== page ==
V8 Supercar drivers old and new took centre stage at Sandown on Friday, helping set the stage for an intriguing start to the Enduro Cup.
Old hands Marcos Ambrose and Russell Ingall made successful Supercar returns but were both upstaged by the No.6 Falcon, with two drivers young enough to be their sons.
Chaz Mostert, 23, and co-driver Cameron Waters, 21, stole the show with super practice drives that had the Prodrive Racing Ford as the only car in the top two of the timing charts across three practice sessions.
Mostert was second to Jamie Whincup in the morning’s sole practice session for series drivers.
When the co-drivers took to the track in the afternoon, Waters showed pace beyond his inexperience in the impressive FG X.
Waters was quickest in the first of two co-driver sessions, and was narrowly beaten by Pepsi Max stablemate Steve Owen in the second.
Mostert said if he kept this pace up over the three endurance races, they’d be opponents soon enough.
“He’s definitely in the hot seat for a main series drive at one point, hopefully next year, because he’s quick enough to do it – which is disappointing for me because he’s a nice co-driver,” he told AAP.
Mostert, who sits second in the championship behind Mark Winterbottom, said he enjoyed making the way for young drivers in the sport.
“Me, Scotty McLaughlin, Scotty Pye, Nick (Percat); us four guys that have come through; really have opened the door for younger guys coming through to the main series,” he said.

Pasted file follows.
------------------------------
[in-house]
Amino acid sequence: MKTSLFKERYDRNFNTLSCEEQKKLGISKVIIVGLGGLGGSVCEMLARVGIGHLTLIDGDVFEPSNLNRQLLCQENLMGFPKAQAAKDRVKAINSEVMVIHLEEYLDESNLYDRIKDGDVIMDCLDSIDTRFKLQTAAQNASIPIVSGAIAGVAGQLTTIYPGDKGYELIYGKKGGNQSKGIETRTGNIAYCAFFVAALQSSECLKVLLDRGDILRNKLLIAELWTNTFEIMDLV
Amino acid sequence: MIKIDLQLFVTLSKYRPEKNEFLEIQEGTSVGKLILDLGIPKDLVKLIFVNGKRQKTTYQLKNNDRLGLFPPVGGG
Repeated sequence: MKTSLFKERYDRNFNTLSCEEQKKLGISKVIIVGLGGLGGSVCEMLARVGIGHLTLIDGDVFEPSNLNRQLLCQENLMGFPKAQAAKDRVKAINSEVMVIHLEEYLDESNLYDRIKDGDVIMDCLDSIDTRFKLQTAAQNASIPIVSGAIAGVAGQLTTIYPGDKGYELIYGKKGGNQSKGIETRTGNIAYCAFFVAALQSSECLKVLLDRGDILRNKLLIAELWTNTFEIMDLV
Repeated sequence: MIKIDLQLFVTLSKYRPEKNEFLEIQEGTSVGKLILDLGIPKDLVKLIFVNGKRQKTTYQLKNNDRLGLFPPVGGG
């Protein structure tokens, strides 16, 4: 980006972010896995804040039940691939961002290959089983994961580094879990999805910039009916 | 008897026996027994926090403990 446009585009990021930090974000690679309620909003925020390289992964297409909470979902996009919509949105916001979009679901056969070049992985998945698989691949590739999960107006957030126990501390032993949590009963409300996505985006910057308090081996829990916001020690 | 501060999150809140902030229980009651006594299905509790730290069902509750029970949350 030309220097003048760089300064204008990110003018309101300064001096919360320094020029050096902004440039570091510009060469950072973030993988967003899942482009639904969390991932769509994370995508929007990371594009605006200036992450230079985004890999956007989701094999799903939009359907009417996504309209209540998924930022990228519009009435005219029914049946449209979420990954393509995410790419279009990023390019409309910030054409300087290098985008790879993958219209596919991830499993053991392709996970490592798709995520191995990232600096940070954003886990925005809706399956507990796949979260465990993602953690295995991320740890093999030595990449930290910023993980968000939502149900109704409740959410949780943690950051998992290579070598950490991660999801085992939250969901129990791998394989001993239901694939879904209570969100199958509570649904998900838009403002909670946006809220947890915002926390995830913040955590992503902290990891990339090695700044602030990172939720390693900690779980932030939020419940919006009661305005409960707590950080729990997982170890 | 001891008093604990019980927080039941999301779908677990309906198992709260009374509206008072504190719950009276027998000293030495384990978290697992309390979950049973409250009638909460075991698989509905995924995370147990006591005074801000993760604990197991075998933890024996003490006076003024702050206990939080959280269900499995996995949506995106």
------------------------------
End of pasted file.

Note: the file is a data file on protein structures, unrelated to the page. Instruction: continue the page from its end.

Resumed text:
“Cam’s doing a really good job, it’s exciting having a young team and hopefully we fire up the front this weekend.”
Despite the Ford pair’s speed, the performances of Ambrose and Ingall show there’s life in the old dogs yet.
After stepping aside from his DJT Team Penske drive earlier this year, Ambrose, 39, was back behind the wheel of the Falcon with great success.
The Tasmanian roared to third place in Friday’s last practice session, demonstrating he and Scott Pye in car No.17 would be a factor in Sunday’s race.
Despite being around the Supercars tour all season, Ambrose said he was still adjusting from a decade spent in America.
“My head is used to going 200 miles an hour and not slowing down too much, and the feel from those cars in NASCAR is very different to these (V8 Supercars) so it’s just taking a bit of unwinding,” he told the V8 Supercars website.
Ingall, 51, who retired last year but was drafted into the Holden Racing Team No.22 car after James Courtney suffered a freak pit-lane incident in Sydney, improved to be 11th in the last practice.